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Disintegration is a Breath of Fresh Air for Competitive Multiplayer

Disintegration plays as a half RTS half FPS requiring you to manage the units in your “crew” to set up big plays and wipe out the enemy team. Each crew that you can play as feels like their own unique character, with each having their own role equipped with personal strengths and weaknesses. I have become most comfortable with the Tech Noir crew, which carries a semi-auto rifle cannon and a second gun that heals teammates. The beta gives players access to seven different crews to choose and from my interview with Lead Director Marcus Lehto last October, there are plans in the future to add new crews, maps, and modes.

With Disintegration being a blend of two very different genres, I was surprised to find that its gameplay mixes well, but I did have some technical issues when it came to controlling my crew. Along with the crew leader, crews have units that each have a special ability, but it took me some time to learn how they played. There was more than one instance where I would activate one of their abilities, confirm the location, and nothing would happen. It wouldn’t be until the second or even third time I attempted it where it would finally work, and by that time it was a coinflip on whether or not it was actually worth using the ability, causing me to have to wait around forty-five seconds for it to reset. Granted, this is a technical beta and things can easily change from now until the launch of the game.

Throughout my entire experience with Disintegration, I have only been able to play one type of game mode known as Retrieval where the offensive team tries to collect a core and deliver it to a drop-off point that is defended by the opposing team. It’s a fun mode filled with potential, but I wish there was at least one other mode available to try out alongside it.

Part of how Disintegration stands out to me from other multiplayer behemoths is because, comparatively, few other games have delivered the same type of experience. Mixing the genres of real-time strategy and first-person shooting brings that extra level of strategy that I just haven’t found from other multiplayer games. Making sure you play your role, especially on defense, is really important in Disintegration and kept me invested in helping my crew works its way to victory.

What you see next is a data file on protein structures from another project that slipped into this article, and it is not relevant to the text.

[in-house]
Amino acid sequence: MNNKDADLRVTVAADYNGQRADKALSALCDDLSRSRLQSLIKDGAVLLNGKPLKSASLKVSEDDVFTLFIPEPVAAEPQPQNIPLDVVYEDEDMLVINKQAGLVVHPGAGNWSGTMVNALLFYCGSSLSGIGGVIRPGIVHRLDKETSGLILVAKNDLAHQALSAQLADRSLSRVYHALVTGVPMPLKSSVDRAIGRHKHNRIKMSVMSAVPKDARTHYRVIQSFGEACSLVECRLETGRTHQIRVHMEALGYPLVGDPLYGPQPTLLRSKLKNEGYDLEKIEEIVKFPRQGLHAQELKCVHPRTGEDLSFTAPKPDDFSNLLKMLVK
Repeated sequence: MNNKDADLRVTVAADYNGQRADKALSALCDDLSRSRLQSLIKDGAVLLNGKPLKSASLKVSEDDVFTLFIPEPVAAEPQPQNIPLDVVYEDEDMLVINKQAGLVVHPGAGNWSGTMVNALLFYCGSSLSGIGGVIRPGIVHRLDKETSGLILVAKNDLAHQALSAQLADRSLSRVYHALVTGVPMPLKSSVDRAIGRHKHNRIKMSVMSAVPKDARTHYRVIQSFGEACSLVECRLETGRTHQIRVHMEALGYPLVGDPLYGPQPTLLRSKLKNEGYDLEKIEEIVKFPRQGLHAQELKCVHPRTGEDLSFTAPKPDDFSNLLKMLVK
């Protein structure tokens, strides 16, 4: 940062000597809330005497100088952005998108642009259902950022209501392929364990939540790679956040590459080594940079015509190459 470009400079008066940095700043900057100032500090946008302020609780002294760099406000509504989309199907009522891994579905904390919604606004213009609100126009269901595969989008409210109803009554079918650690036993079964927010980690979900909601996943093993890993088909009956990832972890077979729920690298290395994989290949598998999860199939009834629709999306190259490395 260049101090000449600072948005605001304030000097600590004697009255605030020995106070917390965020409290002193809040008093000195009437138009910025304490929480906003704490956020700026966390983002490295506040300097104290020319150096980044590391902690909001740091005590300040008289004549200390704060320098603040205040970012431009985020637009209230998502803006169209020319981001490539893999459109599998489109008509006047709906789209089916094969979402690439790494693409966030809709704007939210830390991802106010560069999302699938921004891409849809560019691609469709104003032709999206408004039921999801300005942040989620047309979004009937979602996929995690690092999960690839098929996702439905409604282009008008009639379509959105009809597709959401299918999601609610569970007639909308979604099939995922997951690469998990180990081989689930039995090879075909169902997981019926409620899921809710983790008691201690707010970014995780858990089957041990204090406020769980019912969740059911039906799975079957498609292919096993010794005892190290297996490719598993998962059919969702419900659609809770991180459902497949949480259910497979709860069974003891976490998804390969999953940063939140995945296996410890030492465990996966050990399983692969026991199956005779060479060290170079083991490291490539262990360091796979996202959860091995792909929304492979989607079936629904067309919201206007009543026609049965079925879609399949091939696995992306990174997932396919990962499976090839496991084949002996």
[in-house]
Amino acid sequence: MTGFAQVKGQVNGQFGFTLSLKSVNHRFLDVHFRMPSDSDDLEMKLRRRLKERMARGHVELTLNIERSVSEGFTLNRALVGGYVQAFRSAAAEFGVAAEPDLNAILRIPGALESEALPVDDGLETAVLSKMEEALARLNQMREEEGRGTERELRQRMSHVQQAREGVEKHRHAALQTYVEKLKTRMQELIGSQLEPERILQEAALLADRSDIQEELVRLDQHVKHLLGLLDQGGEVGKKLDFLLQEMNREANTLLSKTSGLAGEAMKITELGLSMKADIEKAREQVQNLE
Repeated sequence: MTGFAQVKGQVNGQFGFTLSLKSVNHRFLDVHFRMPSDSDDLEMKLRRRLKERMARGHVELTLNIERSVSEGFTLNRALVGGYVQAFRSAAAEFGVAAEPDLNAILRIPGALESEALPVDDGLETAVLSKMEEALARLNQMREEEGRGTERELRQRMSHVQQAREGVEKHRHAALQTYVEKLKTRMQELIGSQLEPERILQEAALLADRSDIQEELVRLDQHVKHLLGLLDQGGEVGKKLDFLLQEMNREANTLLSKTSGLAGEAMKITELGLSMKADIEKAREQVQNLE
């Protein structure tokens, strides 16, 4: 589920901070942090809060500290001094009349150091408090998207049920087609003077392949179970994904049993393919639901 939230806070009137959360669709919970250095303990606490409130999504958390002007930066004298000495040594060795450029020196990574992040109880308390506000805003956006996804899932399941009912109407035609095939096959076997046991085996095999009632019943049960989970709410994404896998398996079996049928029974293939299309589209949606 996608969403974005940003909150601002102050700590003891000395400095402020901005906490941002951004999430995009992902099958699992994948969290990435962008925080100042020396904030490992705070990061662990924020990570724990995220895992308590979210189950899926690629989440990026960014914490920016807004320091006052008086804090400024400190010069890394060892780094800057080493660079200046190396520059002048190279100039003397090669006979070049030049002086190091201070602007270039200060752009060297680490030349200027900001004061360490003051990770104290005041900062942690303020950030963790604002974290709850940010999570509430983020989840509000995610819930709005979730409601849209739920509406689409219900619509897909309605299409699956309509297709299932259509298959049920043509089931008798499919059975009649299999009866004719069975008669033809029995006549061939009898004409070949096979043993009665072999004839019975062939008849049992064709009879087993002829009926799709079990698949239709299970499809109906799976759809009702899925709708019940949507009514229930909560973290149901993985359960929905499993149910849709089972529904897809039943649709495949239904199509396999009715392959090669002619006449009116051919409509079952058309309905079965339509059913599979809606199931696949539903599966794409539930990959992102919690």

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This is also combined with the diverse ways that matches in Disintegration can play out through its more complex elements and features. For example, the gravcycle is an important part of traversal in the game, but will also make you feel the need to focus on other players on gravcycles, which can cost you the match. The ground units in Disintegration are often the most important enemies to take out, because they’re the units that can score for your team. There were numerous times throughout the beta where I focused so much on the cycles that before I knew it, the enemy team scored while I was distracted. It’s this type of game design which makes me hope that Disintegration will have a future in esports and to see how the best of the best will play this game.

Even with the few issues that I have experienced, I can’t wait to go back in and play more of Disintegration. I believe that Disintegration is in good hands and will turn out to be a great finished product. The game’s development team at V1 Interactive is dedicated to their vision and I think it will pay off. Even outside of the multiplayer, we are getting a single-player campaign as well with the possibility of great new exposition and characters, making me hope that Disintegration is the ultimate online multiplayer package.

Disintegration is set to release sometime later this year on PS4, Xbox One, and PC. You can stay tuned on the game’s official website for more info and the next beta test.

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